Nuts are packed full of all sorts of goodness. Almonds are particularly nutrient-filled, containing a healthy amount of calcium, vitamin E and magnesium, among other things. Nuts do tend to have a high fat content and although some of this is the good-for-you type of fat rather than the saturated type, this varies between different kinds of nut. Also, some nuts can be quite pricey considering how little they are, but I suppose that’s a reflection on how difficult they are to produce. If you’re just not a fan of whole nuts, you’ll be pleased to know that peanut butter also counts as nuts!


There’s a huge variety of seeds, including chia seeds, pumpkin seeds and sunflower seeds, to name a few. Like nuts, they are little powerhouses of nutrients, with some seeds, such as sesame, containing high levels of zinc, magnesium and calcium as well as protein. Also like nuts, seeds seem a little expensive given how tiny they are, but you don’t need a lot of them – a portion size for both seeds and nuts is about 2 tablespoons’ worth (28g). They can be eaten on their own as a healthy snack or easily incorporated into things like smoothies and soups or even sprinkled on your cereal.


They may not necessarily be the first thing that springs to mind when talking about protein, but some grains that are already staples in our diets, like rice and pasta, contain a surprising amount of it. Like I mentioned earlier, having a meal comprised of a grain and a pulse – like rice and beans, or pitta bread and hummus – can be a great way of making sure you get all of the essential amino acids you need.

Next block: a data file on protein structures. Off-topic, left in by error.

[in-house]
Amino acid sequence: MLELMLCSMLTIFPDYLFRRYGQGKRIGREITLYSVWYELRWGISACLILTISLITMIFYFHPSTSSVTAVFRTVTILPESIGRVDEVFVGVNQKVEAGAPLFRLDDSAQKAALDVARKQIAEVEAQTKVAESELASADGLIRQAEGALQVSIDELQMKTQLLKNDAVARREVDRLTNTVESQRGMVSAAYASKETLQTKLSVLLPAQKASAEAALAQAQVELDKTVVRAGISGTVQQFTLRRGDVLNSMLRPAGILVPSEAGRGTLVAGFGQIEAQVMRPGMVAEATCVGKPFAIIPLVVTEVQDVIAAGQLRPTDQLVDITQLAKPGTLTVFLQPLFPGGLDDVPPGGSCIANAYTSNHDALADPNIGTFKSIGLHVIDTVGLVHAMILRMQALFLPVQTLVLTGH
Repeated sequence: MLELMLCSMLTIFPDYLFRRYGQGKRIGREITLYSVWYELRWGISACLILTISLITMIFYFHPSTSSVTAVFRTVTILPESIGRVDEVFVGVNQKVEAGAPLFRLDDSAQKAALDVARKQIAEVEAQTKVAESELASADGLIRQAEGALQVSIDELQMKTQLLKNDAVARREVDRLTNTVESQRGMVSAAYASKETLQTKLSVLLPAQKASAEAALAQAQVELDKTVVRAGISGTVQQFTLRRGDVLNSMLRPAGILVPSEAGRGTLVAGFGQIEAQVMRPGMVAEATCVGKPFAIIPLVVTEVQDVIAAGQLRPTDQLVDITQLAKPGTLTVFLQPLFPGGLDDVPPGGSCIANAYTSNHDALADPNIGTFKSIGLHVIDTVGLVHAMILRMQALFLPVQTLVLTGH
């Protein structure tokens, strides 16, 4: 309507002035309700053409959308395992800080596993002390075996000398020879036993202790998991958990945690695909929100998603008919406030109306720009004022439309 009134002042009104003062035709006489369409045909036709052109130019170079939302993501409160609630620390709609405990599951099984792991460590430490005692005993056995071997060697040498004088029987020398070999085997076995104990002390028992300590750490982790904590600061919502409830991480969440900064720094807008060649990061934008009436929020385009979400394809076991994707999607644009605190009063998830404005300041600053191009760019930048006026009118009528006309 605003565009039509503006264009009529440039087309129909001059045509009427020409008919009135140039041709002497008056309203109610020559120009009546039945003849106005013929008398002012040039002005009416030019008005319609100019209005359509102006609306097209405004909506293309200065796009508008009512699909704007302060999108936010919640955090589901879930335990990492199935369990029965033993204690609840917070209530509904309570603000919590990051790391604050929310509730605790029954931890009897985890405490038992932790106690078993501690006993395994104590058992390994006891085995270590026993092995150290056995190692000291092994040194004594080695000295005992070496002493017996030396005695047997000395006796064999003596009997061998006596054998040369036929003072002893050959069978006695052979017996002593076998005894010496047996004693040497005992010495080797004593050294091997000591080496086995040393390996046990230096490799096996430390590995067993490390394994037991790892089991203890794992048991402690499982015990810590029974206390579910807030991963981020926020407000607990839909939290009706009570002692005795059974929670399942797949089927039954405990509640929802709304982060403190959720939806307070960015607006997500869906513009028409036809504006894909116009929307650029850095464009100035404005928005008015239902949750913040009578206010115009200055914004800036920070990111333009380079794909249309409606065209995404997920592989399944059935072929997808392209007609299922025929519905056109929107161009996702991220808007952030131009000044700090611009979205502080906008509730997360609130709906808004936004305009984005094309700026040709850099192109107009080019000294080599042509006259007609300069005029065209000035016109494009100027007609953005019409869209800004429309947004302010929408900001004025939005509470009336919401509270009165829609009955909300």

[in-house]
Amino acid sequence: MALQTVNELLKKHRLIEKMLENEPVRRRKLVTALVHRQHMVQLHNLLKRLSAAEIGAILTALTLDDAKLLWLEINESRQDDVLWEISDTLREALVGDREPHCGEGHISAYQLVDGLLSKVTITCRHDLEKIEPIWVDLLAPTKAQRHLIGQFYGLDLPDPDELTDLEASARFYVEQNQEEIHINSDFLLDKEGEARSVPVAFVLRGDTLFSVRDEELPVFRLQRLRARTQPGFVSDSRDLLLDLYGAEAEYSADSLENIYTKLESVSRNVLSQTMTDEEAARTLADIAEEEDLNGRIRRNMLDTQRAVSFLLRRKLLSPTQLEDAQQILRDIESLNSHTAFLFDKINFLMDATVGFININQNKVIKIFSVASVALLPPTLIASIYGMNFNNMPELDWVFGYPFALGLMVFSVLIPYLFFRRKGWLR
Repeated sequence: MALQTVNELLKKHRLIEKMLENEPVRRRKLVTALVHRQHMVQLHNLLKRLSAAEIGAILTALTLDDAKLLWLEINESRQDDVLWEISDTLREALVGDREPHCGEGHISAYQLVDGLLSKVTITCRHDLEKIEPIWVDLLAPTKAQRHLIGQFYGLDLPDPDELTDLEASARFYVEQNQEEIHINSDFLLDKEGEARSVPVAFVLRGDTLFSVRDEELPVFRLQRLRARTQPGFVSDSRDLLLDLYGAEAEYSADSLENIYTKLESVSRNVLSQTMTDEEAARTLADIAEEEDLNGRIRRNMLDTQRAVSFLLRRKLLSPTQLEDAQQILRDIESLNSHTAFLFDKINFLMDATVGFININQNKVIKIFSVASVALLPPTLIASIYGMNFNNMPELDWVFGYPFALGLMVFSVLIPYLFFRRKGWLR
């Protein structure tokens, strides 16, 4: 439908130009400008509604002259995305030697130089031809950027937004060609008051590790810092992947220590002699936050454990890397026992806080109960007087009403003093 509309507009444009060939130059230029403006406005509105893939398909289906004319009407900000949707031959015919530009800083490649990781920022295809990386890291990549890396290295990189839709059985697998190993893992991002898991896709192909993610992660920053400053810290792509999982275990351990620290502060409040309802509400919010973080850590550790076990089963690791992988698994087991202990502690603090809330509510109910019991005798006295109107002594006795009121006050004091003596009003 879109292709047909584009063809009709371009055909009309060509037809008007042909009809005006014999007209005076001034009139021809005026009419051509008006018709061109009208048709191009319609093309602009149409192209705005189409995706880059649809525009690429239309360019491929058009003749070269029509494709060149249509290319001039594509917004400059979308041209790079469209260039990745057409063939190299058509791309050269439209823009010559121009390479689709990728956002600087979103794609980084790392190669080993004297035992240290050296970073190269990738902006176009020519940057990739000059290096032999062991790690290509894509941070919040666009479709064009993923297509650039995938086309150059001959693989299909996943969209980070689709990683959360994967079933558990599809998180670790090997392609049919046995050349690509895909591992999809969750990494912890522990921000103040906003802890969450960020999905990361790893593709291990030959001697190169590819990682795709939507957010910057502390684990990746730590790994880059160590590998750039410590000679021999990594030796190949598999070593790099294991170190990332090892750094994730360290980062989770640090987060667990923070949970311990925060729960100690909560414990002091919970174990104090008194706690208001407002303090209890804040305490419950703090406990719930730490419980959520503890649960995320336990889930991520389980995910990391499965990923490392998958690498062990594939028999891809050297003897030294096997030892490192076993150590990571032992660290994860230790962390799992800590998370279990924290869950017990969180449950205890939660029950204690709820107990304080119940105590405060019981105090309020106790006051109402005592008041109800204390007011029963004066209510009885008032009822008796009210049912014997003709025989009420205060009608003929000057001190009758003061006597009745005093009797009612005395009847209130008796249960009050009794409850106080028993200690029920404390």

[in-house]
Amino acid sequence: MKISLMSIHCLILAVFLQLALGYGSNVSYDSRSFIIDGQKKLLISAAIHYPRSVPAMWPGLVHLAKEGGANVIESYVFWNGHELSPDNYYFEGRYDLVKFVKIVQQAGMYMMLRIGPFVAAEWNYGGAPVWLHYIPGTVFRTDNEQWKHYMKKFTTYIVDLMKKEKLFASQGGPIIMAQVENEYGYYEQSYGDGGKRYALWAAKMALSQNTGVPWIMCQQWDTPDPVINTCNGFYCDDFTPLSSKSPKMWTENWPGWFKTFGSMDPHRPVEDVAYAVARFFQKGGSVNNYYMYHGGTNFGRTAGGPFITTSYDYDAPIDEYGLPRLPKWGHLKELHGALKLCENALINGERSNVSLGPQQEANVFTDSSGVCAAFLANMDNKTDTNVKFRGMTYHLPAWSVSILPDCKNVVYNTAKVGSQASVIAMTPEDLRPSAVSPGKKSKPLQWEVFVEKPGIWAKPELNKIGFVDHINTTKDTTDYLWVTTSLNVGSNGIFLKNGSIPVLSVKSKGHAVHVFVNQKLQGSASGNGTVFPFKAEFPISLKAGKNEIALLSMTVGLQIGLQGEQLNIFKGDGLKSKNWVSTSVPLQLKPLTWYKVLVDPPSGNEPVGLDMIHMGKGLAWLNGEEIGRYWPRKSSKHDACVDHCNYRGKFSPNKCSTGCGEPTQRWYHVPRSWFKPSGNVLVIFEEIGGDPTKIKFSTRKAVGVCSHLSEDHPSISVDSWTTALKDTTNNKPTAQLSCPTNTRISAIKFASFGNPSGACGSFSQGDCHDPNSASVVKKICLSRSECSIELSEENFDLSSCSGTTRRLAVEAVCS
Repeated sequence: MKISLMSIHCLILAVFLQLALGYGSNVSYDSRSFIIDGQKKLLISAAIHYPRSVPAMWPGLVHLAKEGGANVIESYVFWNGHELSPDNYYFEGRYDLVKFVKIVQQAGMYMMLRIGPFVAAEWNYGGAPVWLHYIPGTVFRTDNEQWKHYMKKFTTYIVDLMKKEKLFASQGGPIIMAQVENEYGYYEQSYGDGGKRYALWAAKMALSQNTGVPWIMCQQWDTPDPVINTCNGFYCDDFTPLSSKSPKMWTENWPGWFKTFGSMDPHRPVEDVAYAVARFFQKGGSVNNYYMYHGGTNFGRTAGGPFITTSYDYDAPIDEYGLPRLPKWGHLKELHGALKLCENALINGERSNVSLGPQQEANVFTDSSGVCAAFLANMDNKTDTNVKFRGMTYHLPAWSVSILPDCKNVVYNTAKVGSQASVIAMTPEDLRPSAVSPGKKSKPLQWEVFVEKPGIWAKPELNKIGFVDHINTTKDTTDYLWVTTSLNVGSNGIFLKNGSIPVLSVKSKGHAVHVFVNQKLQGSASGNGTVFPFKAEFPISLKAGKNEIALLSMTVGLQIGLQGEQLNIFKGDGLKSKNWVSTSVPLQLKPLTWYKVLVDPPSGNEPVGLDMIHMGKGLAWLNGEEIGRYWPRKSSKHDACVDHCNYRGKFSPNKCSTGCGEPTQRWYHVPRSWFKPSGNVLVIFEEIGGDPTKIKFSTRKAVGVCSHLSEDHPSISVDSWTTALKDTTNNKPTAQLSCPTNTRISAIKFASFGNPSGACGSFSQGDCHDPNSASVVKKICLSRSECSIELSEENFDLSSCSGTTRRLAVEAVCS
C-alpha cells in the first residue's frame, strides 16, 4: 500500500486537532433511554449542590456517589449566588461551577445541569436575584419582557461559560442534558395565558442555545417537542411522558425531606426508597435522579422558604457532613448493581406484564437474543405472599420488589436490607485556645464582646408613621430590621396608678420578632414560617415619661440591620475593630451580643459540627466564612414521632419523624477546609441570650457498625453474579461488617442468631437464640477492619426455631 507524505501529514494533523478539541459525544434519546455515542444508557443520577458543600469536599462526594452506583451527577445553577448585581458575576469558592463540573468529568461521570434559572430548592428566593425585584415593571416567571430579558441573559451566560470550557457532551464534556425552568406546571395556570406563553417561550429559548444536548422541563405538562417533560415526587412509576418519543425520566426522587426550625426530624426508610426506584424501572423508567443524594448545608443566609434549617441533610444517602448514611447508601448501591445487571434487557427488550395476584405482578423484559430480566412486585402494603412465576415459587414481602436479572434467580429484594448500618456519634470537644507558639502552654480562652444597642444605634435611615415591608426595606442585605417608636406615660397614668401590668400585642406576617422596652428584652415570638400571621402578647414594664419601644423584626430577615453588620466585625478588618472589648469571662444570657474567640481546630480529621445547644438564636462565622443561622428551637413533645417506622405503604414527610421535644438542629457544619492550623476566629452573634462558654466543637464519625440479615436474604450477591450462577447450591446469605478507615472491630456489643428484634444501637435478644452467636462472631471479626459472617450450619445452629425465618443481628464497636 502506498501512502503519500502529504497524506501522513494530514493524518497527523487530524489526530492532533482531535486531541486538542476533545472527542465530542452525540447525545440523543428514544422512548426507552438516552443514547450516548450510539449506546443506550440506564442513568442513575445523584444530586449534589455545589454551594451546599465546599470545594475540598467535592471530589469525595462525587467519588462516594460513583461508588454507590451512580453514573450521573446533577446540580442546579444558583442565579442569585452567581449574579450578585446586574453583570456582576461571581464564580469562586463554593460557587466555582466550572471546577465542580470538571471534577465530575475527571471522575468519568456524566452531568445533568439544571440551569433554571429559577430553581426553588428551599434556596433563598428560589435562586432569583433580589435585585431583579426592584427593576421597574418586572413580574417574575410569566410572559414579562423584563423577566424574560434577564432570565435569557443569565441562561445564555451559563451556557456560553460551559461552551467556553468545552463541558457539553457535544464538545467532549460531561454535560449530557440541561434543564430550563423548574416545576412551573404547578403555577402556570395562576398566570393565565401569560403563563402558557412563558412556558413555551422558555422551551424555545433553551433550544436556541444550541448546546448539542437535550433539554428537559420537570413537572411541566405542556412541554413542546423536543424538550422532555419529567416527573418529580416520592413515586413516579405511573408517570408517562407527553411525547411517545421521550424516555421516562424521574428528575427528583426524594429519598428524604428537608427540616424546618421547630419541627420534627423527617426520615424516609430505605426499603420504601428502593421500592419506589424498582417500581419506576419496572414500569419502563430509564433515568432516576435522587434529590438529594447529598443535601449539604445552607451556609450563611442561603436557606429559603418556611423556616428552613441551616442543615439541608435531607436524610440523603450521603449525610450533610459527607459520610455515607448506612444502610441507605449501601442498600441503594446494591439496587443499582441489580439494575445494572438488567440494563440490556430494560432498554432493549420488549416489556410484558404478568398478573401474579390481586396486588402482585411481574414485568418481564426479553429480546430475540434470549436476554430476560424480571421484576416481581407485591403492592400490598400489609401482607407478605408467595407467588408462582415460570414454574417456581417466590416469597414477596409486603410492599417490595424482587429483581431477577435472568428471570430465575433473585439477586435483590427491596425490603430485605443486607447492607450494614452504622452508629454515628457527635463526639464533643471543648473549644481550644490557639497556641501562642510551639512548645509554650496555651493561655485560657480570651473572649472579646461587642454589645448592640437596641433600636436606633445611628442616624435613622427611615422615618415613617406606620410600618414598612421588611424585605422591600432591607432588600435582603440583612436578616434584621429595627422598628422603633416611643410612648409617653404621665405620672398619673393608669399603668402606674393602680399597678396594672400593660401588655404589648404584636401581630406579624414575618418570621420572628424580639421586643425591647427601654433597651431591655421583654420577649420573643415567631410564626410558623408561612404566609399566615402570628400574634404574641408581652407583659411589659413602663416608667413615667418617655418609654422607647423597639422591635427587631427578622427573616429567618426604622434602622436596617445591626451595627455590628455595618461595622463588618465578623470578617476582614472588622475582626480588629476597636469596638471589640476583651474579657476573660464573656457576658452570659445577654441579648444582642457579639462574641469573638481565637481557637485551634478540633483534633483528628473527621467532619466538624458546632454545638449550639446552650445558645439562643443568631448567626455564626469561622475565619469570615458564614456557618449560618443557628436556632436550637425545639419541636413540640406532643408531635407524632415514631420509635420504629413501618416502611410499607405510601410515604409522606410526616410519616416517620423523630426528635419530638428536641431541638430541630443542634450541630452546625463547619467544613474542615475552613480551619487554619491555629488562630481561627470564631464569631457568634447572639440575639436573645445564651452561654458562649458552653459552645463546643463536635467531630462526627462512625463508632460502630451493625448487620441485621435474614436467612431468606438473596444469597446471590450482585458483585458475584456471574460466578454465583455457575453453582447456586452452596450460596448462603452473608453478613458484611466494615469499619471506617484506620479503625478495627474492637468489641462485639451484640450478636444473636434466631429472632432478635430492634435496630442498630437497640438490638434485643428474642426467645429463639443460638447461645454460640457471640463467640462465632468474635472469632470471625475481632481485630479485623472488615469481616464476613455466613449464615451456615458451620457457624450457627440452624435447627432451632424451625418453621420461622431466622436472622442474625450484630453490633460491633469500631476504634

Although not the best source of protein, some vegetables contain more than you might think. Sweetcorn contains around 2g per 100g, and spinach and broccoli both contain around 3g.

Egg, milk, cheese, yoghurt

These are all excellent sources of complete protein, but it kind of depends on where you land on this because they could be considered animal proteins. Whilst it’s true that we need to consume less dairy, if you’re just starting out with changing the way you eat to reduce your meat intake then there’s enough to think about without excluding this too. It all comes down to personal choice and, personally, I’m not quite there yet – it’s an ongoing process for me.

Meat analogues (fake meat)

The market for stuff that tastes like meat but isn’t meat is huge, and more and more brands seem to be cropping up all the time. And some of them really do taste very similar to meat – biting into a jackfruit burger that tastes just like pulled pork is a very strange sensation! Meat analogues are derived from a variety of sources. Quorn, for instance, is made from a fungus called mycoprotein, whereas Beyond Meat uses pea protein and Linda McCartney’s range has products made from soya mince.

The issue with a lot of these meat analogues it that there are highly processed foods, meaning that a lot of them will be high in salt or have additives that make them a less healthy choice than they might initially seem.

So it’s all a balance of different factors like protein content, cost, how much processing is involved, and so on. Also, just to complicate things further, the amount of protein that something contains can be affected by how it’s cooked – a shiitake mushroom contains six times as much protein raw as it does when cooked.

Feeling slightly overwhelmed by information and choice?

Me too. So here’s a handy plant protein comparison table to help take the edge off of it!

Protein content data taken from Food Databanks

I hope you find this helpful. One thing the table doesn’t include is information about how to make sure you get enough nutrients like omega-3 and vitamin B12, which is an important factor to consider if you’re cutting down on meat. Also, it doesn’t take into account personal taste. No matter how full of protein it is, I don’t think I will ever like tofu!